Qatar’s focus on gender issues as part of its branding for the 2022 World means to be supportive of women’s rights and equality and a modern state that is diverse and accepting of all. The Qatari State’s focus on women’s rights and empowerment is highly significant as women’s personal and private lives are political, therefore, can be employed as collateral or objects of political discourse.  In her podcast interview, titled The World Cup and Women’s Rights in Qatar, Dr. Amal Mohammed Al-Malki Founding Dean of the College of Humanities and Social Sciences at Hamad bin Khalifa University highlighted some of the reforms executed in Qatar to improve women’s’ position. Dr. Al-Malki specified that Education City plays several roles for women empowerment. In addition to providing quality education, Education City has increased the representation of women in education and defied gender roles. To illustrate this, Dr. Al-Malki mentions Texas A&M University at Qatar, which has more female engineering students than male students.

While attempting to seem modern, the branding strategy of Qatar, as a tourist destination, also relies on the ‘uniqueness’ of the Qatari culture and heritage. This relationship between tradition and modernity is repeated throughout Qatar’s branding. The idea that Qatar’s rich traditional culture can exist simultaneously at the foreground of modernity is used to promote the World Cup 2022 heavily. An example of this is the Al Bayt Stadium situated in AlKhor, which represents a traditional Qatari tent and includes, ironically, one of the fast-food giants, MacDonald’s branch that “mimic the country’s tradition, heritage, and hospitality.

In January of 2020, Qatar underwent changes in its penal code and rules to reconcile or rectify its image as a woman empowering State. These changes include a decision to lift the rule that Qatari women must have their guardian’s permission to obtain a driving license, which was introduced shortly after significant reputable damage was done to its modern progressive image. On March 29, 2021, Human Rights Watch released a report titled “Qatar: Male Guardianship Severely Curtails Women’s Rights,” which discussed how discriminatory restrictions affect women’s independence to marry, study, work, travel, and more such as Qatar’s guardianship laws, the discrimination women face in obtaining health care and cyber-crimes and security laws. This report caused further damage to Qatar’s branding. This report was released shortly after several football teams, including Norway, Germany, and the Netherlands, began protesting against Qatar 2022 World Cup due to Qatar’s treatment of migrant workers and its human rights violations, which has been a prominent issue of controversy.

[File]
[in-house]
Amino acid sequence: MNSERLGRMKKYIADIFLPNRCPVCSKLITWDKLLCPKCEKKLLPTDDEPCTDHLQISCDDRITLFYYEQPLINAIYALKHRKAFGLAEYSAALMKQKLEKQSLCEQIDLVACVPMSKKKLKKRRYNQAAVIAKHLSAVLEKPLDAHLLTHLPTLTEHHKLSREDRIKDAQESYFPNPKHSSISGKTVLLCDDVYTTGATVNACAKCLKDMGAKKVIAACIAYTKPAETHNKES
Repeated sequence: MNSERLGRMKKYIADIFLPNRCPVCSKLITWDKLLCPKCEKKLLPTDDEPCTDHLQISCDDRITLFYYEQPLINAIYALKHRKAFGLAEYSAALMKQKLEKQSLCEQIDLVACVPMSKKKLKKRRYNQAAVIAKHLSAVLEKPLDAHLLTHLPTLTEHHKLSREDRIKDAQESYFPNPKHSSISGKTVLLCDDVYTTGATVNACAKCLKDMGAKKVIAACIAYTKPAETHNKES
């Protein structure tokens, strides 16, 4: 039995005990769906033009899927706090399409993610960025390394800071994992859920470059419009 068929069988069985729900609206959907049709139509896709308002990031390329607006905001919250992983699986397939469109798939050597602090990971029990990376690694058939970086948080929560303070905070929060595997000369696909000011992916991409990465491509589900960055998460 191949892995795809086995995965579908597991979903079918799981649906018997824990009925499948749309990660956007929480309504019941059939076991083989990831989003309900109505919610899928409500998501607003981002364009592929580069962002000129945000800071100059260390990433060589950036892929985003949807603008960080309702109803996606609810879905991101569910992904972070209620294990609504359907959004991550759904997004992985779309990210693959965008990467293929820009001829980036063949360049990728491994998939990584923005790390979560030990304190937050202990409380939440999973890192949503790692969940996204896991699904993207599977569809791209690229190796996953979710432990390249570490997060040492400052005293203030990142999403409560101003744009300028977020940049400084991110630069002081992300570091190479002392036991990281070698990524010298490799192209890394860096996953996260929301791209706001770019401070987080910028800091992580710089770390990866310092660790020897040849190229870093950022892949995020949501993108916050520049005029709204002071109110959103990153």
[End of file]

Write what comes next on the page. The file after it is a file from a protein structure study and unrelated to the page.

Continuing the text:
Despite more Qatari women graduating with Bachelors, Masters, and Ph.D.’s, the hurdles they face daily and the legal and sociopolitical challenges raise questions regarding the contradictions between their education and their assigned roles. The motives behind Qatar’s focus on women’s rights and empowerments are questionable; however, by hosting the World Cup, these issues are highlighted, and Qatar is forced to address and reform them rather than simply ignore such inequalities. 

Article by Mashael Muftah

Mashael Muftah graduated from Georgetown University in Qatar with a degree in Culture and Politics and a minor in Arabic. She has previously interned at the US Embassy in Qatar and Qatar News Agency. She authored an honors thesis titled The Paradox of Qatari Females’ Education which examines the dichotomy that exists with the education of Qatari females and the contradictions between their education and their assigned roles.

Read more about the Building a Legacy: Qatar FIFA World Cup 2022 project here.